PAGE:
Labor nostaglia

“Again and again, we have traded, voluntarily or involuntarily, the security of the 1950s middle class for greater opportunity, but also greater risk.”

This axiom captures a major source of the communications breakdown that has long affected discussions between Democrats from different regions and different social backgrounds.

It took me a while to figure this out, but after wondering for years about the strong resistance of many traditional Democrats from the midwest and northeast to economic change, I finally began to understand that the 1950s and 1960s represented for them a sort of social democratic “golden age.” It was, if you were a unionized industrial worker in, say, Michigan, an era in which you could graduate from high school, get your union card and go on the line, work your way up, buy a house, raise kids on one salary, maybe even send some or all of them to a state college, and eventually, retire and move to Florida to bask in the sun and maybe bet modest amounts at the greyhound track. Sure, there might be bumps in the road, and periods when you had to rely on strike funds. But this basically secure existence was a reality for many members of what the Marxists called America’s “labor aristocracy.”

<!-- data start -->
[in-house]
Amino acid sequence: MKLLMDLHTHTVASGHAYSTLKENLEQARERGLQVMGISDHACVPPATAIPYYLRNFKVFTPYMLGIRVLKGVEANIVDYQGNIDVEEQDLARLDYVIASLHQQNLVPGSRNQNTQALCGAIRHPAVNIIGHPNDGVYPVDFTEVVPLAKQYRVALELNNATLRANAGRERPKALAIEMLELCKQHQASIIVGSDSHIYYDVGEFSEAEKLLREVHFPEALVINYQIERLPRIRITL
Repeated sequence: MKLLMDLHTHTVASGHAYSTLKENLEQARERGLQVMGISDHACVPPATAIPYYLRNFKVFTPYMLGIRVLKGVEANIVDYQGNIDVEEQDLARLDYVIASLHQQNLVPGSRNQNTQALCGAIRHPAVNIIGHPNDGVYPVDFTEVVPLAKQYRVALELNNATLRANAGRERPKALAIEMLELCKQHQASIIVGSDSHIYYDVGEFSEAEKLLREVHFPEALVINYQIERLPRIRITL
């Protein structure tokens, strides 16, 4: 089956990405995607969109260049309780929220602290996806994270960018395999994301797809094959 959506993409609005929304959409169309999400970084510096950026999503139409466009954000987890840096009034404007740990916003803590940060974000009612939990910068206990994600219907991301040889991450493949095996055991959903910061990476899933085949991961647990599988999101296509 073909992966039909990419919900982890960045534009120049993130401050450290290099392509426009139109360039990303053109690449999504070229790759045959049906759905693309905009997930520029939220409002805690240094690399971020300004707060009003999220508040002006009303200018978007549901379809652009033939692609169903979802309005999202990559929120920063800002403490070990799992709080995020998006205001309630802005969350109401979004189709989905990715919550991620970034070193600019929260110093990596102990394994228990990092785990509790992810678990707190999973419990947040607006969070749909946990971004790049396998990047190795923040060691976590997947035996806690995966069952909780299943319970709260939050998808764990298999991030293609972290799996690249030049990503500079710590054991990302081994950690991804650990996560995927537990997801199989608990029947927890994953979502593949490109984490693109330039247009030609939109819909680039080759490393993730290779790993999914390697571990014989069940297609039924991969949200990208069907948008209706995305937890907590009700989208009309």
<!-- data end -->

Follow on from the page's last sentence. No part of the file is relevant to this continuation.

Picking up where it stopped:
Well, where I come from, in the Deep South, this golden age never existed, and the 1950s in particular were a pretty crappy time, especially if you were black, but so, too, if you were white (per capita income in the South was barely more than half of the national average well into that decade). Perhaps if the labor movement’s “Operation Dixie,” aimed at unionizing the textile industry, hadn’t failed so dismally, southern working and middle class people might have begun to experience more of the economic opportunity and security enjoyed by their yankee brethren, but it was not to be.

Huh. I think this might explains what Doug likes to call the “cut the taxes for rich people! I might win lottery someday and benefit!” line of thinking I hear from people who statistically should vote left of economics; mostly southerners. The bit about Warner winning Appalachian VA on a tech/retraining economic platform will Kerry & Gore got slaughtered there is fascinating.